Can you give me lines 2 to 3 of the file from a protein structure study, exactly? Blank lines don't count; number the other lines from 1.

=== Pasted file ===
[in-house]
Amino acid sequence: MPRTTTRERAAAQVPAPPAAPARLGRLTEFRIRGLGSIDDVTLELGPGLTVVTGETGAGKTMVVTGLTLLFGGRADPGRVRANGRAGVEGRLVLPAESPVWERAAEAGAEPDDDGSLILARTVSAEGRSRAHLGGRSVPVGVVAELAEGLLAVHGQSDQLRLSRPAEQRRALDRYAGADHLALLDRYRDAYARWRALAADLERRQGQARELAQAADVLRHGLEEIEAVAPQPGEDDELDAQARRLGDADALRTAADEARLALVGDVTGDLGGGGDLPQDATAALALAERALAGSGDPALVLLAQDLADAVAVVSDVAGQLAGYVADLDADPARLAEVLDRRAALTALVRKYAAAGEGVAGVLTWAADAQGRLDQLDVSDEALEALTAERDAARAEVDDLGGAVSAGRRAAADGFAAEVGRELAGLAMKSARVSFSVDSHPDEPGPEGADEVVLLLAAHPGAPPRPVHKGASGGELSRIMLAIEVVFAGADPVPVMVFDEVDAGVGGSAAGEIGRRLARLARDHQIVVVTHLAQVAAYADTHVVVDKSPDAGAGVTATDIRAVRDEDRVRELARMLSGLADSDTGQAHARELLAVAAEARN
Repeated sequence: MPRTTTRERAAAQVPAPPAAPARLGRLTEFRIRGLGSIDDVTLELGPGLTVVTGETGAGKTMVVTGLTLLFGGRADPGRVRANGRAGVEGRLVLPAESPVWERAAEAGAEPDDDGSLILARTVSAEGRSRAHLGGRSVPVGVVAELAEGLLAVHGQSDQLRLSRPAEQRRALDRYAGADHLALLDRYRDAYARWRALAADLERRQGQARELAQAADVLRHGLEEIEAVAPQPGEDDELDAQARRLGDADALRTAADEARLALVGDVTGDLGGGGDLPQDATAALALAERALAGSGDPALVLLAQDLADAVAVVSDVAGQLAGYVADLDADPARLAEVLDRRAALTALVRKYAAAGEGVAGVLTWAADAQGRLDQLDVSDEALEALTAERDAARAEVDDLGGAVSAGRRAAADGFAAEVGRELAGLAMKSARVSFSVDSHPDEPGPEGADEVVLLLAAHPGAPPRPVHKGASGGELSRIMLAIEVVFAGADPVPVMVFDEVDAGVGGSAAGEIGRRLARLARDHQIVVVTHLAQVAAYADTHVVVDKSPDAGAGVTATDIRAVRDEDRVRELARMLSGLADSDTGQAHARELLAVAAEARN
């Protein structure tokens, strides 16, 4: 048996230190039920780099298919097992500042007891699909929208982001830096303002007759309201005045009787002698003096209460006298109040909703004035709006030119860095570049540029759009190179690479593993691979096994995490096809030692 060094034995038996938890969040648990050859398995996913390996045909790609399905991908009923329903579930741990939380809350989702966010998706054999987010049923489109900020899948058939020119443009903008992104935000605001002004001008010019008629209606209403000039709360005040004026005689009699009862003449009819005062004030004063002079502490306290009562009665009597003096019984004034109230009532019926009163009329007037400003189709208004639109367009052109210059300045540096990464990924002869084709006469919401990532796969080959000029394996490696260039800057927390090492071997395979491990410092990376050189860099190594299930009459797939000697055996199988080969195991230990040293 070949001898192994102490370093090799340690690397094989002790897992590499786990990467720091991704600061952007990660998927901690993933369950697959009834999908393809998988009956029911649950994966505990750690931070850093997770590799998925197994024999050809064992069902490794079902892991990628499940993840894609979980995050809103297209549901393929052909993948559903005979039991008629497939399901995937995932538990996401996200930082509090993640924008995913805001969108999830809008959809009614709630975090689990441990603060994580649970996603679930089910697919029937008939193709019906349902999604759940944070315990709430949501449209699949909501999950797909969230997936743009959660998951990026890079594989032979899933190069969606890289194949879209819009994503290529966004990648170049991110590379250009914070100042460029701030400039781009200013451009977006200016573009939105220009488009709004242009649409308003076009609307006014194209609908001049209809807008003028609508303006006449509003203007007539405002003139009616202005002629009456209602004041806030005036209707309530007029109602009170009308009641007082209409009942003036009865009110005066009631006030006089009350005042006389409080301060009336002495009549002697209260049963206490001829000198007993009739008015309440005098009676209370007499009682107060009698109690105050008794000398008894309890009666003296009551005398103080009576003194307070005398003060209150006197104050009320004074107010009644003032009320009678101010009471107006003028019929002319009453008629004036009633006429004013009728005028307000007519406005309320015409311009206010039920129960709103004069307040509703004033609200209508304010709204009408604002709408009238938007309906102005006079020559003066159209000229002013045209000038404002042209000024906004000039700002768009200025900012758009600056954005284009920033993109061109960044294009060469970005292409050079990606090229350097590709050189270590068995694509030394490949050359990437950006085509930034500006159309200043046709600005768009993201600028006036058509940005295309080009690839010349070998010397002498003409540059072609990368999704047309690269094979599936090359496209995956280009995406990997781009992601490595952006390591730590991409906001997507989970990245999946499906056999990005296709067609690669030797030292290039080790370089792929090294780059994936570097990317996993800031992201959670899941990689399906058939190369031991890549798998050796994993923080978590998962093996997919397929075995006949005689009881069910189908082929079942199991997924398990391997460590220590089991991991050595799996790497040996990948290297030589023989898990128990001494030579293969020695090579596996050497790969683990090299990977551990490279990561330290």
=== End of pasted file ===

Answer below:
Amino acid sequence: MPRTTTRERAAAQVPAPPAAPARLGRLTEFRIRGLGSIDDVTLELGPGLTVVTGETGAGKTMVVTGLTLLFGGRADPGRVRANGRAGVEGRLVLPAESPVWERAAEAGAEPDDDGSLILARTVSAEGRSRAHLGGRSVPVGVVAELAEGLLAVHGQSDQLRLSRPAEQRRALDRYAGADHLALLDRYRDAYARWRALAADLERRQGQARELAQAADVLRHGLEEIEAVAPQPGEDDELDAQARRLGDADALRTAADEARLALVGDVTGDLGGGGDLPQDATAALALAERALAGSGDPALVLLAQDLADAVAVVSDVAGQLAGYVADLDADPARLAEVLDRRAALTALVRKYAAAGEGVAGVLTWAADAQGRLDQLDVSDEALEALTAERDAARAEVDDLGGAVSAGRRAAADGFAAEVGRELAGLAMKSARVSFSVDSHPDEPGPEGADEVVLLLAAHPGAPPRPVHKGASGGELSRIMLAIEVVFAGADPVPVMVFDEVDAGVGGSAAGEIGRRLARLARDHQIVVVTHLAQVAAYADTHVVVDKSPDAGAGVTATDIRAVRDEDRVRELARMLSGLADSDTGQAHARELLAVAAEARN
Repeated sequence: MPRTTTRERAAAQVPAPPAAPARLGRLTEFRIRGLGSIDDVTLELGPGLTVVTGETGAGKTMVVTGLTLLFGGRADPGRVRANGRAGVEGRLVLPAESPVWERAAEAGAEPDDDGSLILARTVSAEGRSRAHLGGRSVPVGVVAELAEGLLAVHGQSDQLRLSRPAEQRRALDRYAGADHLALLDRYRDAYARWRALAADLERRQGQARELAQAADVLRHGLEEIEAVAPQPGEDDELDAQARRLGDADALRTAADEARLALVGDVTGDLGGGGDLPQDATAALALAERALAGSGDPALVLLAQDLADAVAVVSDVAGQLAGYVADLDADPARLAEVLDRRAALTALVRKYAAAGEGVAGVLTWAADAQGRLDQLDVSDEALEALTAERDAARAEVDDLGGAVSAGRRAAADGFAAEVGRELAGLAMKSARVSFSVDSHPDEPGPEGADEVVLLLAAHPGAPPRPVHKGASGGELSRIMLAIEVVFAGADPVPVMVFDEVDAGVGGSAAGEIGRRLARLARDHQIVVVTHLAQVAAYADTHVVVDKSPDAGAGVTATDIRAVRDEDRVRELARMLSGLADSDTGQAHARELLAVAAEARN